Table 2 shows comparison results of biochemical and hematological characteristics between NSTE-ACS patients undergoing DES implantation with and without ISR. Most biochemical parameters were similar in the two groups. The ISR group showed higher monocyte (430.0 [375.0–487.5] vs 390.0 [350.0–460.0], p=0.047) and platelet (234.5 [197.8–262.0] vs 202.0 [151.0–237.5], p=0.002) counts compared to the non-ISR group. Other hematological parameters between the two groups were also comparable. The lipid profile, including the total cholesterol, total triglycerides, low-density lipoprotein cholesterol, and HDL-C, were comparable between the two groups. MHR was significantly higher in the ISR group than in the non-ISR group (424.4 [348.0–495.8] vs 356.0 [287.6–461.7], p=0.019) (Figure 2).

Table 2 Comparison of Biochemical and Hematological Characteristics in NSTE-ACS Patients Undergoing DES Implantation with and without ISR

Figure 2 Comparison of the median monocyte count to high-density lipoprotein cholesterol ratio in patients with and without in-stent restenosis.

Univariate logistic regression analyses showed that NSTEMI, bifurcation lesions, platelet counts, and MHRs were significantly associated with the incidence of ISR. Parameters with p value <0.05 in univariable analysis and parameters demonstrated to be associated with the development of ISR in previous studies were included in the multivariable Cox analysis. The result indicated that NSTEMI and higher MHR were the independent risk factors for ISR in the multivariate Cox regression analysis (Table 3).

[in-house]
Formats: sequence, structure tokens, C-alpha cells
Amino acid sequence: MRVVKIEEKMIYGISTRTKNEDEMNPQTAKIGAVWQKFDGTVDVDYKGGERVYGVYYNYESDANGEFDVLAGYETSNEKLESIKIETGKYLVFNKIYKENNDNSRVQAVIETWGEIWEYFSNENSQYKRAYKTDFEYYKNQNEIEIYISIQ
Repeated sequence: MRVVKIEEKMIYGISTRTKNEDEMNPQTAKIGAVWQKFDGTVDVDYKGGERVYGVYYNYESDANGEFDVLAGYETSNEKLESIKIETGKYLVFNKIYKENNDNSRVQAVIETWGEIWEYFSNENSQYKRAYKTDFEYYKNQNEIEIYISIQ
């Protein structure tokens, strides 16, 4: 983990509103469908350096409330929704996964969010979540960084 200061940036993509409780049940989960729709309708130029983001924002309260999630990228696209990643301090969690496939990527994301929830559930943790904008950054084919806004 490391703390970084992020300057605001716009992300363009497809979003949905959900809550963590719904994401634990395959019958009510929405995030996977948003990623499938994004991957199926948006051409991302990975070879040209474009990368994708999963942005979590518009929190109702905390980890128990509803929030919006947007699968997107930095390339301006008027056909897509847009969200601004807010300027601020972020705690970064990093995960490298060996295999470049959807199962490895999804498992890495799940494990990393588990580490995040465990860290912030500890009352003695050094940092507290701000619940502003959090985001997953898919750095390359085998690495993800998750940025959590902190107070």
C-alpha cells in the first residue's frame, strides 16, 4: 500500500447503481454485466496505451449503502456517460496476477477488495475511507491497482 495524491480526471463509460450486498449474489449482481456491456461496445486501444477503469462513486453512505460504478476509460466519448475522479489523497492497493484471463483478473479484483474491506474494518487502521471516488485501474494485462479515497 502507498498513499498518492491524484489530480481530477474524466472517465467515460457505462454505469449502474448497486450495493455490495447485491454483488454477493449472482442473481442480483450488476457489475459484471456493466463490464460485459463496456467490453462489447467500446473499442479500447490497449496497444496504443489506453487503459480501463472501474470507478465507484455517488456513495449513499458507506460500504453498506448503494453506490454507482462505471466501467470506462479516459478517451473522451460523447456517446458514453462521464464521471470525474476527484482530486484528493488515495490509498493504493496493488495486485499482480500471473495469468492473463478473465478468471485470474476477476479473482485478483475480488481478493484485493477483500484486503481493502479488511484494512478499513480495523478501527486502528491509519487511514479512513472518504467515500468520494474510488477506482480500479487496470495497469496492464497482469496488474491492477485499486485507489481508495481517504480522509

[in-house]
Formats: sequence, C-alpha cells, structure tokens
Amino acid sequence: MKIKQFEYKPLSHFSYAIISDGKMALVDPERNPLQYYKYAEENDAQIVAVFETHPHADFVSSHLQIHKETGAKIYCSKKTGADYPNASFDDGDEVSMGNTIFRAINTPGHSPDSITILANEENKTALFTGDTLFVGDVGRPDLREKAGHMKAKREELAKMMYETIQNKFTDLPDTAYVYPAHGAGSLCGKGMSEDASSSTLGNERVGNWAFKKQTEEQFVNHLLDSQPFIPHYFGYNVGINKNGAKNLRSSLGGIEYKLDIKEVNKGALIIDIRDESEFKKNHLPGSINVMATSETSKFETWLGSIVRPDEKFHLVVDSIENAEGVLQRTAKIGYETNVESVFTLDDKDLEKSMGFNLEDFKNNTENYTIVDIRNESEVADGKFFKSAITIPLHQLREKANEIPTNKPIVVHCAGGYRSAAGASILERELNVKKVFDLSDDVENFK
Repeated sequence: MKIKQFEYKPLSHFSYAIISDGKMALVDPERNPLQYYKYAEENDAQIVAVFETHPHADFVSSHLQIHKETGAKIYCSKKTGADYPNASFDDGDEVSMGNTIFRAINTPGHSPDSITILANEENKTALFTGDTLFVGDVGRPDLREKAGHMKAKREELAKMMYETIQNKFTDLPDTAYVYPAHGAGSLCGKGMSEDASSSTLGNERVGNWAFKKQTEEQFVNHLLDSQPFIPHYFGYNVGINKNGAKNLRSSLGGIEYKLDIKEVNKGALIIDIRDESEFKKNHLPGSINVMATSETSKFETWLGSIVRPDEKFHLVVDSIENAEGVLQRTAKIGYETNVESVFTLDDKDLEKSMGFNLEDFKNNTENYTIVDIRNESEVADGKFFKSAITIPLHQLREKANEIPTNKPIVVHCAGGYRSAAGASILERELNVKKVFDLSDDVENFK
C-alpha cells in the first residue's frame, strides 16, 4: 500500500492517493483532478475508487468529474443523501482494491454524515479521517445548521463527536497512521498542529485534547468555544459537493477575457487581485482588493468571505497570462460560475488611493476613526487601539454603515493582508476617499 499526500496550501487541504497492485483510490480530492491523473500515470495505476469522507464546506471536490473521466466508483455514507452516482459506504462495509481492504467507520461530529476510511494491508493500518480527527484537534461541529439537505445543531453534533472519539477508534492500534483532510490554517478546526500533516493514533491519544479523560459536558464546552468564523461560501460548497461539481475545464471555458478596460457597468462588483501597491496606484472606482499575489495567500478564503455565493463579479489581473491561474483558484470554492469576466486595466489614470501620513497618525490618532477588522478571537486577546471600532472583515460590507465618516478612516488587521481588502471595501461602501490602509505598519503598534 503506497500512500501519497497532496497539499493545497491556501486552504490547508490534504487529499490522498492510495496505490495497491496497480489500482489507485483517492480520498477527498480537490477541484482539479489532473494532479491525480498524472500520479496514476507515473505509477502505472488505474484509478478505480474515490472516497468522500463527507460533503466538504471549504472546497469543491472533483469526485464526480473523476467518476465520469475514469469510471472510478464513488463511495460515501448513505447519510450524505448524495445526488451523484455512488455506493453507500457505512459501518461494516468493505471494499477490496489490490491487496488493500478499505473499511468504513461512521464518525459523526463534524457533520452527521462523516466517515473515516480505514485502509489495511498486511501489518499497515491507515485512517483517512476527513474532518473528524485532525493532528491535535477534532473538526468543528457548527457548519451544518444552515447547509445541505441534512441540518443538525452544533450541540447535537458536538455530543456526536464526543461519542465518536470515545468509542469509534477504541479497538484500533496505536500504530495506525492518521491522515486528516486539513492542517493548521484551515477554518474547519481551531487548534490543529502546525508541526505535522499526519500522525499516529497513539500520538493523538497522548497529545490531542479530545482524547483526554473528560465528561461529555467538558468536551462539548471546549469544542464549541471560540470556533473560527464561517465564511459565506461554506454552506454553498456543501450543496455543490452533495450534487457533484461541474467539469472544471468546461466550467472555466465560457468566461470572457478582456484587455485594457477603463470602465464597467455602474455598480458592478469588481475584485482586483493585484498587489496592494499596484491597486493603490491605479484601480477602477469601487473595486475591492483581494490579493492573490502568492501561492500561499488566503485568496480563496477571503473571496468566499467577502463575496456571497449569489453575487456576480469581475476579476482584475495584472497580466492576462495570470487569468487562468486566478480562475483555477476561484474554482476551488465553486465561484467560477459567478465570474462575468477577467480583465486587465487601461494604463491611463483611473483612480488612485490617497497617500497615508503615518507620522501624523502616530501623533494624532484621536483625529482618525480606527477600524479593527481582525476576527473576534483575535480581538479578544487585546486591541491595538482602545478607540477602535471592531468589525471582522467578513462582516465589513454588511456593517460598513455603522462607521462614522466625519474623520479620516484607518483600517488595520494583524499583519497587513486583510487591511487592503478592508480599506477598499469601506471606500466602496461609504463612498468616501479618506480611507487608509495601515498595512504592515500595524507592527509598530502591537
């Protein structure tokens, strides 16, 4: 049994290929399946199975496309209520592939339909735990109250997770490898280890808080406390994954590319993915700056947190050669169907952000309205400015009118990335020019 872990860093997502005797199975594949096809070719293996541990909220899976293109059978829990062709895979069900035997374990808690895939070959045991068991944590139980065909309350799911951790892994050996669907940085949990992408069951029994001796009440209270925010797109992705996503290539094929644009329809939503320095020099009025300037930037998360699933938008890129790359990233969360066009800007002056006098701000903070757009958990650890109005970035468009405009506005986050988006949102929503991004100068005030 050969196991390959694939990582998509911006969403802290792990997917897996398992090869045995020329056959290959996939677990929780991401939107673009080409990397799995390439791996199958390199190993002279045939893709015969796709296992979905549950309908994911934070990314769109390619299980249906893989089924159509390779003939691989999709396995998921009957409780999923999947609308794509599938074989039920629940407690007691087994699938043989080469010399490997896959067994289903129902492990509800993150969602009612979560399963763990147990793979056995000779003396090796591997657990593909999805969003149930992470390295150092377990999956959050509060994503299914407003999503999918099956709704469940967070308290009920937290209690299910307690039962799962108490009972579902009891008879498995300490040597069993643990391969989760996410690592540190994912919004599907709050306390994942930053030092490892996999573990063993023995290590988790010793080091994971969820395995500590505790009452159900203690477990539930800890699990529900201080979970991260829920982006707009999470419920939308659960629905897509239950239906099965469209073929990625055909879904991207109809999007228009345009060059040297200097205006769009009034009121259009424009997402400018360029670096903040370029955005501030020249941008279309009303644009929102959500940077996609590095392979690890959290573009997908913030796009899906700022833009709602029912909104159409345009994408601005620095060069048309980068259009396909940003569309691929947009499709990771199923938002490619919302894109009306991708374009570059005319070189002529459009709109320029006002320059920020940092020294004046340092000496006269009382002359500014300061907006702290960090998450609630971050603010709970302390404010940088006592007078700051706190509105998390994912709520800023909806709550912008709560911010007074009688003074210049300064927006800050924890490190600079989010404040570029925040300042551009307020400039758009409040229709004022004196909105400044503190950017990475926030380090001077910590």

Table 3 Univariate and Multivariate Cox Regression Analyses for Predictors of DES Restenosis

Receiver operating characteristic curves were used to explore the relation between MHR and ISR. The area under the curve was 0.65 (95% confidence interval: 0.54–0.75, p=0.019). Using a cut-off level of 402.5, the pre-procedural MHR predicted ISR with a sensitivity of 62.5% and specificity of 63.7% (Figure 3).

Figure 3 Receiver operating characteristic curve of the median monocyte count to high-density lipoprotein cholesterol ratio in predicting in-stent restenosis in non-ST segment elevation acute coronary syndrome patients who underwent drug-eluting stent implantation.

Discussion

In this single-centre retrospective study, NSTE-ACS patients who underwent DES implantation and CAG follow-up were divided into ISR and non-ISR group according to the follow-up CAG result. A total of 214 patients were finally enrolled and 24 of them (11.2%) developed ISR during follow-up. There are some interesting findings in this study. First, the present study demonstrated that pre-procedural MHR was higher in patients with ISR compared to patients without ISR. Moreover, MHR was an independent predictor of ISR in addition to NSTEMI. The pre-procedure MHR value was associated with the follow-up PCI-vessel QCA value (r=0.248, p=0.000). A pre-procedural MHR >402.5 predicted ISR with a sensitivity of 62.5% and specificity of 63.7%. Second, the pre-procedural MHR was not associated with the difference between baseline Syntax score and follow-up Syntax score (∆Syntax score) in non-PCI vessels during the follow-up (r=0.097, p=0.159).